Defense Date

2010

Document Type

Thesis

Degree Name

Master of Science

Department

Human Genetics

First Advisor

Sarah Elsea

Abstract

Smith-Magenis Syndrome (SMS) [OMIM, #182290] is a congenital anomaly and mental retardation (MCA/MR) syndrome associated with deletion of chromosome17p11.2 [1]. The clinical phenotype has been well described and includes minor craniofacial anomalies, self-injurious behaviors as well as sleep disturbances, speech delays, and obesity [1,2,3]. The incidence of SMS is estimated to be ~ 1:15,000 - 25,000 births [2,6]. Among SMS patients, ~90% are comprised of 17p11.2 deletions, while ~10% have RAI1 mutations [8]. All 17p11.2 deletions associated with SMS include RAI1 deletion [10]. RAI1 is thought to function as a transcriptional factor although its cellular role is still unclear. First, in order to better understand the role of RAI1 as a transcriptional factor and its relation to SMS, we confirmed that RAI1 regulates BDNF within an intronic region. This sequence was further narrowed down by utilizing the luciferase reporter assay. This test confirmed what was previously found using ChIP-chip assay and microarray analysis of Rai1+/- mice hypothalami. Next, in order to evaluate the role of Bdnf, an ampakine drug was administered to the Rai1+/- mouse model. A mouse model is a powerful tool for studying a specific gene. Rai1+/- mice exhibit the SMS phenotypes of obesity, craniofacial abnormalities, reduced pain sensitivities, seizures and others. Many physical, neurological, and behavioral tests were performed on the mice to see if any of the phenotypes can be rescued. Interestingly, twice-daily injections of ampakine CX1837 restored the pain sensitivities in Rai1+/- mice. The hot plate data suggest that BDNF potentially has a role in regulating the SMS phenotype of decreased pain sensitivity. In order to evaluate other genes that are altered as a result of the CX1837 ampakine drug, the whole brain's global gene expression was evaluated via microarray analysis. Two potential pain-related genes were identified to be upregulated due to drug administration, which could account for the pain phenotypes observed. One of the genes upregulated in treated mice was Osm, which is interesting because Osm is responsible for pain sensitivity. Further analysis is needed to confirm that an ampakine drug can potentially be used to treat SMS patients.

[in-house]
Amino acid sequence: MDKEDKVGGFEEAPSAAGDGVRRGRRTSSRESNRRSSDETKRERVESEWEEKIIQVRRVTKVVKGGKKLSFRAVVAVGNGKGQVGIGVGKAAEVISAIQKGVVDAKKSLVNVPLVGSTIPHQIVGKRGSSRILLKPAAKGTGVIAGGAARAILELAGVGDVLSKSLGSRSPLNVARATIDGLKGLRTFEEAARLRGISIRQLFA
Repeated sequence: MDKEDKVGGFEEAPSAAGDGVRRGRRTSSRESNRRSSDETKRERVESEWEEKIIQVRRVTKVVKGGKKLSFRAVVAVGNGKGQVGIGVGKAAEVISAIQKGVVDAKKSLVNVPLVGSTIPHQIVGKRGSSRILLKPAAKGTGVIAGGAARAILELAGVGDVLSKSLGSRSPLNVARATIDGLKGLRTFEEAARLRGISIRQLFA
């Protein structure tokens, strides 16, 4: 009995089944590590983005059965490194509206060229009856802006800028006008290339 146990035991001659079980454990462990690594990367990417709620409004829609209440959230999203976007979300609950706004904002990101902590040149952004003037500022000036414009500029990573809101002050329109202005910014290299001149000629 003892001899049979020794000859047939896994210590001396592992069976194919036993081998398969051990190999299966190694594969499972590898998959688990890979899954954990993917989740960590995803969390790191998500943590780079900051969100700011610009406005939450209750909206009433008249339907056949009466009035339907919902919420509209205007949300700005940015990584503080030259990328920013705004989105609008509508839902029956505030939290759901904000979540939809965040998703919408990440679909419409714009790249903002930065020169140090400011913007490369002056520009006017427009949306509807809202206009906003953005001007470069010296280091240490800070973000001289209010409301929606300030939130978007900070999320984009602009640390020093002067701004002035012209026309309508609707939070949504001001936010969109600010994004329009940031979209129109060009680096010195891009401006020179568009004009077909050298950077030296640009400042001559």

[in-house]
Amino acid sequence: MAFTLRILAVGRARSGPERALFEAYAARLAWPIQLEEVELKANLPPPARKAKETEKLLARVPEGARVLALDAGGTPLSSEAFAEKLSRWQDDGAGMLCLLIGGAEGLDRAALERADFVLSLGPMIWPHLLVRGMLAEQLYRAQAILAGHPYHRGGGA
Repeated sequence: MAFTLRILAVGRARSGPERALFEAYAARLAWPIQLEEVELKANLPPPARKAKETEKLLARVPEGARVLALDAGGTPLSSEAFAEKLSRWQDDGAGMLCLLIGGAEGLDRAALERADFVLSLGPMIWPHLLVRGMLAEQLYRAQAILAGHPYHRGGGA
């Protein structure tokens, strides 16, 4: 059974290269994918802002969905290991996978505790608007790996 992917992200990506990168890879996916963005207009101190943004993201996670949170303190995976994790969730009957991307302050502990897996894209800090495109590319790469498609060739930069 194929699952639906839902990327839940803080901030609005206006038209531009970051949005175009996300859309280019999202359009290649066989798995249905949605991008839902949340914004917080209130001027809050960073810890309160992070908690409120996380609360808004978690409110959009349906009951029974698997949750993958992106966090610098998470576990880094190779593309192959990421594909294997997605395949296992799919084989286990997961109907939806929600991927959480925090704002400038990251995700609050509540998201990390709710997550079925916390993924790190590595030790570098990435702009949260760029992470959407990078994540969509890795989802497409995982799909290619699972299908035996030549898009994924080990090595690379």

Rights

© The Author

Is Part Of

VCU University Archives

Is Part Of

VCU Theses and Dissertations

Date of Submission

December 2010

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